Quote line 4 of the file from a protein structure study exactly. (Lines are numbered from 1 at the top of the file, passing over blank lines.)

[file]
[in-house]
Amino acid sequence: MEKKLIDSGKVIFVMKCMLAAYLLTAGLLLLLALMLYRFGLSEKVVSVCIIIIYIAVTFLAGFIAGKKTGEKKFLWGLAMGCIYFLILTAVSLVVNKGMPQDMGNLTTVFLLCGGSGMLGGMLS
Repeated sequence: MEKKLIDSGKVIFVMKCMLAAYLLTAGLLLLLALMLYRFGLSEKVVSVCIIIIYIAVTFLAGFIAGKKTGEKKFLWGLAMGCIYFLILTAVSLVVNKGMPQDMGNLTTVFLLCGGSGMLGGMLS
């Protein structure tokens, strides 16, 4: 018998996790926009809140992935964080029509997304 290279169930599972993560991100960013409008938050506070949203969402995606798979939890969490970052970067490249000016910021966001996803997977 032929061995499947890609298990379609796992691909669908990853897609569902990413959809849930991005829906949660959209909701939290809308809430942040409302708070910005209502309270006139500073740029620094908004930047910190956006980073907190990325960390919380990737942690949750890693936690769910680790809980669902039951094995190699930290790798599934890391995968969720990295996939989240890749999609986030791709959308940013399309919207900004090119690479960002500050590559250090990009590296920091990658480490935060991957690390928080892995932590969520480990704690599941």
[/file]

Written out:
């Protein structure tokens, strides 16, 4: 018998996790926009809140992935964080029509997304 290279169930599972993560991100960013409008938050506070949203969402995606798979939890969490970052970067490249000016910021966001996803997977 032929061995499947890609298990379609796992691909669908990853897609569902990413959809849930991005829906949660959209909701939290809308809430942040409302708070910005209502309270006139500073740029620094908004930047910190956006980073907190990325960390919380990737942690949750890693936690769910680790809980669902039951094995190699930290790798599934890391995968969720990295996939989240890749999609986030791709959308940013399309919207900004090119690479960002500050590559250090990009590296920091990658480490935060991957690390928080892995932590969520480990704690599941």